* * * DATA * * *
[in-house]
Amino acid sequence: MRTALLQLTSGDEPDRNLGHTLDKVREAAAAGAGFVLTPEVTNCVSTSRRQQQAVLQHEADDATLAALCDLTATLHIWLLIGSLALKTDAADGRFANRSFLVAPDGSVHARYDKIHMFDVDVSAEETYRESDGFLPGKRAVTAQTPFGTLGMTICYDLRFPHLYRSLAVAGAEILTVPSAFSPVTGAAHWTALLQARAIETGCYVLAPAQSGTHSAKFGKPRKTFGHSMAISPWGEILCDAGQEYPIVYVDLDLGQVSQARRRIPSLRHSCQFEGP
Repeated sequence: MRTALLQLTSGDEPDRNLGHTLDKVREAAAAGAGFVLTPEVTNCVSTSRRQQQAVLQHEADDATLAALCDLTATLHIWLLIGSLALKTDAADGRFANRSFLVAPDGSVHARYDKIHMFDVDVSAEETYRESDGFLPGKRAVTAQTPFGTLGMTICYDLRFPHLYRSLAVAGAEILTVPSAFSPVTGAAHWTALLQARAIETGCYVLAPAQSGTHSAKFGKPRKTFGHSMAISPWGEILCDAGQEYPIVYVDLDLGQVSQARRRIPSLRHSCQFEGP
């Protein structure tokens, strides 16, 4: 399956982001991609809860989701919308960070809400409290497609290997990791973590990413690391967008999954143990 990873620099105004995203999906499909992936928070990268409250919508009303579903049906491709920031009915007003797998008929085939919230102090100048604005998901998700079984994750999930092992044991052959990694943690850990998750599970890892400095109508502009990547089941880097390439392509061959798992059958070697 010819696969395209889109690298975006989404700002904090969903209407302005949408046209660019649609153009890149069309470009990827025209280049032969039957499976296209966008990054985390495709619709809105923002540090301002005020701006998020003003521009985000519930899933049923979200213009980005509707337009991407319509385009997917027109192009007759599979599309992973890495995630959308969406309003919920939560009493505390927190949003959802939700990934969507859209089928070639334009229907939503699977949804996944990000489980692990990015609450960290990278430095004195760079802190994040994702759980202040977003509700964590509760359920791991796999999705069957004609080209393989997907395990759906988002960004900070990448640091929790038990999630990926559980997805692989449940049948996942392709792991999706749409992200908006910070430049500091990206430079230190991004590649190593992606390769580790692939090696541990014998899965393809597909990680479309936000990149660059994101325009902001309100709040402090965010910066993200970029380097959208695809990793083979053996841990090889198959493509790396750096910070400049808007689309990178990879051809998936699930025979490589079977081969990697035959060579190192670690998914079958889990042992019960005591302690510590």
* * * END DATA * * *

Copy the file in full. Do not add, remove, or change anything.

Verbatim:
[in-house]
Amino acid sequence: MRTALLQLTSGDEPDRNLGHTLDKVREAAAAGAGFVLTPEVTNCVSTSRRQQQAVLQHEADDATLAALCDLTATLHIWLLIGSLALKTDAADGRFANRSFLVAPDGSVHARYDKIHMFDVDVSAEETYRESDGFLPGKRAVTAQTPFGTLGMTICYDLRFPHLYRSLAVAGAEILTVPSAFSPVTGAAHWTALLQARAIETGCYVLAPAQSGTHSAKFGKPRKTFGHSMAISPWGEILCDAGQEYPIVYVDLDLGQVSQARRRIPSLRHSCQFEGP
Repeated sequence: MRTALLQLTSGDEPDRNLGHTLDKVREAAAAGAGFVLTPEVTNCVSTSRRQQQAVLQHEADDATLAALCDLTATLHIWLLIGSLALKTDAADGRFANRSFLVAPDGSVHARYDKIHMFDVDVSAEETYRESDGFLPGKRAVTAQTPFGTLGMTICYDLRFPHLYRSLAVAGAEILTVPSAFSPVTGAAHWTALLQARAIETGCYVLAPAQSGTHSAKFGKPRKTFGHSMAISPWGEILCDAGQEYPIVYVDLDLGQVSQARRRIPSLRHSCQFEGP
């Protein structure tokens, strides 16, 4: 399956982001991609809860989701919308960070809400409290497609290997990791973590990413690391967008999954143990 990873620099105004995203999906499909992936928070990268409250919508009303579903049906491709920031009915007003797998008929085939919230102090100048604005998901998700079984994750999930092992044991052959990694943690850990998750599970890892400095109508502009990547089941880097390439392509061959798992059958070697 010819696969395209889109690298975006989404700002904090969903209407302005949408046209660019649609153009890149069309470009990827025209280049032969039957499976296209966008990054985390495709619709809105923002540090301002005020701006998020003003521009985000519930899933049923979200213009980005509707337009991407319509385009997917027109192009007759599979599309992973890495995630959308969406309003919920939560009493505390927190949003959802939700990934969507859209089928070639334009229907939503699977949804996944990000489980692990990015609450960290990278430095004195760079802190994040994702759980202040977003509700964590509760359920791991796999999705069957004609080209393989997907395990759906988002960004900070990448640091929790038990999630990926559980997805692989449940049948996942392709792991999706749409992200908006910070430049500091990206430079230190991004590649190593992606390769580790692939090696541990014998899965393809597909990680479309936000990149660059994101325009902001309100709040402090965010910066993200970029380097959208695809990793083979053996841990090889198959493509790396750096910070400049808007689309990178990879051809998936699930025979490589079977081969990697035959060579190192670690998914079958889990042992019960005591302690510590």